Citizens, there is no question that your volcanic and voluble Pasha – the chilehead TFD Himself! – is a huge fan of Sichuan cuisine in all its myriad forms!
One of my prime go-to sources for top-quality Sichuanese ingredients is The Mala Market – and I found this unusual and fantastic recipe there!
I first tried this signature dish at Chengdu Taste restaurant in the San Gabriel Valley (the same place the Mala people first had it!) and it is truly special and flavorsome, with the herbal numbing quality endemic to green Sichuan peppercorns (as opposed to the simply numbing aspects of the far more common red peppercorns).
I quote directly from the Mala Market blog post itself here:
Green Sichuan Pepper Fish (Qing Hua Jiao Yu) BY TAYLOR HOLLIDAY · MAY 11, 2017
Sichuan Pepper Like You’ve Never Had It~~
What do you do with green Sichuan pepper, some readers and shoppers have asked. Well, there’s lots you can do with this mesmerizing spice, I would say, but you should probably start with this Green Sichuan Pepper Fish to experience the full power and potential of qing hua jiao.
If you’ve eaten at Chengdu Taste in L.A.’s San Gabriel Valley you might have ordered this dish (called Boiled Fish in Green Pepper Sauce), as it’s a crowd favorite there. Otherwise, think of it as the green version of the better-known shui zhu yu, or water-boiled fish, which is fish fillets in a sea of red chili bean paste, red chilies and red Sichuan pepper.
Qing hua jiao yu is fish fillets in a sea of green vegetables, green chilies, green Sichuan pepper and green Sichuan pepper oil.
In Sichuan, it would most likely be made with a kind of fresh green Sichuan pepper that is still on the vine, or teng jiao, and called teng jiao yu. But here in the U.S., restaurants use green Sichuan pepper for a very similar taste, possibly combined with teng jiao oil, which is available in the U.S. (and in The Mala Market!).
If you’ve met and liked red Sichuan pepper, then you have to meet its green cousin, which is a different species and has an altogether different aroma and flavor. It’s more floral and fresh tasting, more spring and summer, than red Sichuan pepper’s earthy and musky, fall and winter taste. (Both have a citrus zing and are members of the citrus family, rutaceae, not the peppercorn family.)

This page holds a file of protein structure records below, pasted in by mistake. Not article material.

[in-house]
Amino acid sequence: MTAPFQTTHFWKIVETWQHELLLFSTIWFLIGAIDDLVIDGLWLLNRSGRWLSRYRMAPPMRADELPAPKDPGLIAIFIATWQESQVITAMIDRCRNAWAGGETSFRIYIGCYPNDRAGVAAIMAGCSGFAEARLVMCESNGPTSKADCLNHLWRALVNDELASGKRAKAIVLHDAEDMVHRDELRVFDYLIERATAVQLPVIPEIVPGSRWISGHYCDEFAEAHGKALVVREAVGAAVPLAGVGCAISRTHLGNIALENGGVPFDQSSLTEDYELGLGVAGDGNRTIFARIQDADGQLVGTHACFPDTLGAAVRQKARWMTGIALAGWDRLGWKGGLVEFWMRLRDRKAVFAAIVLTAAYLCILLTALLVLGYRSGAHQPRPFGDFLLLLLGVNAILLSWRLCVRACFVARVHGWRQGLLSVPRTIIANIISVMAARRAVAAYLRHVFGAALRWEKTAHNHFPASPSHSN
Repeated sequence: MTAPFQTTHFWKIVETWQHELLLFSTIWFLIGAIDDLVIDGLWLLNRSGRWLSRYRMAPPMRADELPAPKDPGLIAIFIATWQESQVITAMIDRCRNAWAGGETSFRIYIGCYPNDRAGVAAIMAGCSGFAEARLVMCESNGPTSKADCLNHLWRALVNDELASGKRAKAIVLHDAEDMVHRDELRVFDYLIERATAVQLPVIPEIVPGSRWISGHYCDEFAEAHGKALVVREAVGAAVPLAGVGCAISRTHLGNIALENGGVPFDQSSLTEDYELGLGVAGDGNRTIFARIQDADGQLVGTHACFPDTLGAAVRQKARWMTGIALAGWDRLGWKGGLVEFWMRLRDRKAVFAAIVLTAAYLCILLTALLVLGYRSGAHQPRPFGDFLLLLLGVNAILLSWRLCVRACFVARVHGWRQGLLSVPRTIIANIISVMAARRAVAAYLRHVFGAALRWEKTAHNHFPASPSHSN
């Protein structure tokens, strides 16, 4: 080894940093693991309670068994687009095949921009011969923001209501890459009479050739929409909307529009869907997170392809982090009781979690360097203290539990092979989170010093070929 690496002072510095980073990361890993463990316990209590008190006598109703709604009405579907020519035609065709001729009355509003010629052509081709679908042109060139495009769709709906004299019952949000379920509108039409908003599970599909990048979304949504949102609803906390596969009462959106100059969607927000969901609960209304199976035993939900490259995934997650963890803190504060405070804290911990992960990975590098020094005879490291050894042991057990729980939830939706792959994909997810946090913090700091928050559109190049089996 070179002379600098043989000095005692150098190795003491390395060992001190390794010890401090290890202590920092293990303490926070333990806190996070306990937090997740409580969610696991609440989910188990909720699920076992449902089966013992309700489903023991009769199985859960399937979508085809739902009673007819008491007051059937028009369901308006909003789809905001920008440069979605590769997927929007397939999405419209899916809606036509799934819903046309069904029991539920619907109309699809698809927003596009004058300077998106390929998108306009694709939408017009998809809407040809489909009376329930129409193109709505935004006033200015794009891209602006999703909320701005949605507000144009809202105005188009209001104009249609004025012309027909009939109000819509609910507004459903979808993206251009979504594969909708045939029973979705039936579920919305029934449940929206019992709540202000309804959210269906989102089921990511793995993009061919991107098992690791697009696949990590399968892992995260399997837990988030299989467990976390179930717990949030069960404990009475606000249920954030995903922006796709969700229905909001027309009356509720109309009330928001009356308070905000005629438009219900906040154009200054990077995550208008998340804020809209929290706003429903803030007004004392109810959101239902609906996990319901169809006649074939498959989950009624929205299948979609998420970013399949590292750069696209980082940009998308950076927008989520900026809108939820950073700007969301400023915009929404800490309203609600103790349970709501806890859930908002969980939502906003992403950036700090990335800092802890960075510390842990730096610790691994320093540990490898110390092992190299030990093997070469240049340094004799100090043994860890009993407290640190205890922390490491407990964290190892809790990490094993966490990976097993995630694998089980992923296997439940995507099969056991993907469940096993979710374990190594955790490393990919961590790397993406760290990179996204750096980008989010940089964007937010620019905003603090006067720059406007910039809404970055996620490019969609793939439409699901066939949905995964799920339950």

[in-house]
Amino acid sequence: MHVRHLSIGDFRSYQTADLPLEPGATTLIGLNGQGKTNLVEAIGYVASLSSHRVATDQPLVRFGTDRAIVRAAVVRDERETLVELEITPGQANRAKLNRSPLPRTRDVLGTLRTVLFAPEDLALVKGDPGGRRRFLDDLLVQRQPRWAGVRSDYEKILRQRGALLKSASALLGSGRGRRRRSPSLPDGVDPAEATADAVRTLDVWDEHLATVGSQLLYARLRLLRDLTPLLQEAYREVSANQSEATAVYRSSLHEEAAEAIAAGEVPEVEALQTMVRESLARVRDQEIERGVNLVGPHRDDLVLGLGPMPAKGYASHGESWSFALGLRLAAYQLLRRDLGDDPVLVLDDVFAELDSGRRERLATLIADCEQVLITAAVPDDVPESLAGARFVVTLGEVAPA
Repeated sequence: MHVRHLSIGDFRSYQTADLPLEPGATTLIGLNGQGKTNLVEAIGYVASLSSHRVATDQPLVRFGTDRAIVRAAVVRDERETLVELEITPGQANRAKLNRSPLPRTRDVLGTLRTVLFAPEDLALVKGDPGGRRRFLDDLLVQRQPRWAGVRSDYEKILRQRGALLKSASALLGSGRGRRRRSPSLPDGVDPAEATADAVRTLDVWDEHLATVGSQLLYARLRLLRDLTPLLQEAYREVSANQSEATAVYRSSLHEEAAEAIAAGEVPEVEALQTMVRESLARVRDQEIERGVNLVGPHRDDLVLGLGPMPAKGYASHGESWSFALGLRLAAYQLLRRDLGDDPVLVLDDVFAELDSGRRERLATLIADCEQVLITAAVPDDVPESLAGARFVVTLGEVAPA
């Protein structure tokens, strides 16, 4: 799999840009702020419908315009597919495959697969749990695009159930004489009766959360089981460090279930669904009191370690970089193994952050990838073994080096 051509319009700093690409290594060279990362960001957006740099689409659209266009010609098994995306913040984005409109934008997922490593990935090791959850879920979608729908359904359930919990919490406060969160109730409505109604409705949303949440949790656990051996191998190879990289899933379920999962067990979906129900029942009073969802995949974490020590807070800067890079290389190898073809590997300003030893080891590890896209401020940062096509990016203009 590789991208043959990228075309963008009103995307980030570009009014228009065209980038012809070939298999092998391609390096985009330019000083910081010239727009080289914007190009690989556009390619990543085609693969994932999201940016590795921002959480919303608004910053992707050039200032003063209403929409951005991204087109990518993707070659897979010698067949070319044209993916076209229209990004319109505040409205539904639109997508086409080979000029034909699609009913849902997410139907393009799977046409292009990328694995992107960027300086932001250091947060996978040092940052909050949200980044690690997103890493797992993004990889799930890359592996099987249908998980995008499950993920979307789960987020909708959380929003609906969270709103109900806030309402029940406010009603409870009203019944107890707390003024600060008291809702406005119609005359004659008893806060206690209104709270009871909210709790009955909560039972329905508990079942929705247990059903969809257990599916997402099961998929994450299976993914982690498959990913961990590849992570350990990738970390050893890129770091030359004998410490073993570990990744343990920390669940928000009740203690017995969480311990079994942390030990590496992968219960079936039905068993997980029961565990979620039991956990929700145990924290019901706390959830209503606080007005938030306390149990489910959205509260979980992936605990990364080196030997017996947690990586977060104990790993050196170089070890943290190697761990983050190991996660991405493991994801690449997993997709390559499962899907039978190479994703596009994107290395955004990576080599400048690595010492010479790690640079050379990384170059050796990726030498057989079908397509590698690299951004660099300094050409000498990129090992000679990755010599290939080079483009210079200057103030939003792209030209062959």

You probably won’t find a recipe for green Sichuan pepper fish—or any other dish using qing hua jiao—in English-language Chinese or Sichuan cookbooks. Green Sichuan pepper has been popular in Sichuan only for the past decade or two—and available in the U.S. for only a couple years—so hasn’t made it into the cookbook canon.
But a reader of The Mala Project, Alex Kaufman, found a recipe for it on a Chinese website, translated it and sent it to me for testing. (Both this recipe and another one coming up in the near future come from reader suggestions and recipes. My readers are so on it!)
I found another recipe online as well and Fong Chong translated that one. So this recipe is a combination of both of those and my own tweaks.
The vegetables used in this dish may include celery (I used the thinner-stalked Chinese celery and its abundant leaves), big, hearty soybean sprouts (vs. the more delicate and common mung bean sprouts) and batons of cucumber, which also lighten the dish.
In Sichuan, the fish would be freshwater and probably carp. Here you can use tilapia, red snapper or cod fillets, or any other white-flesh fish you like.
I had hoped to start the dish with a fish stock, but that proved difficult to purchase and even more difficult to make, since I did not have 3 pounds of fish bones sitting around. So I started with chicken stock. By the time all the other ingredients were added, it had more than enough taste and depth.
One other important note. In a restaurant this dish would have green Sichuan pepper oil floating on the surface of the soup. But in the end, I did not add it to ours. Because our green Sichuan pepper at The Mala Market is so strong, it flavored the broth wonderfully on its own, and we did not need the oil for the flavor.
Also, without the oil we were able to keep the leftover broth and use it as the broth for noodle soup the following day. So use green Sichuan pepper oil to be more authentic or if you need more flavor. Omit it to get a two-for-one dish out of this recipe.
Having said that, this dish is meant to be quite mala—numbing and spicy. (As always, you are not meant to eat the Sichuan peppercorns, but they are easy to spot and avoid in this light-colored dish.) Green Sichuan Pepper Fish’s charm is being heavily flavored without being heavy.
Citizens, I cannot extol loudly enough the delicious nature of this unique recipe – I hope you see fit to try it forthwith, perhaps in tandem with some delicious hot and sour soup!
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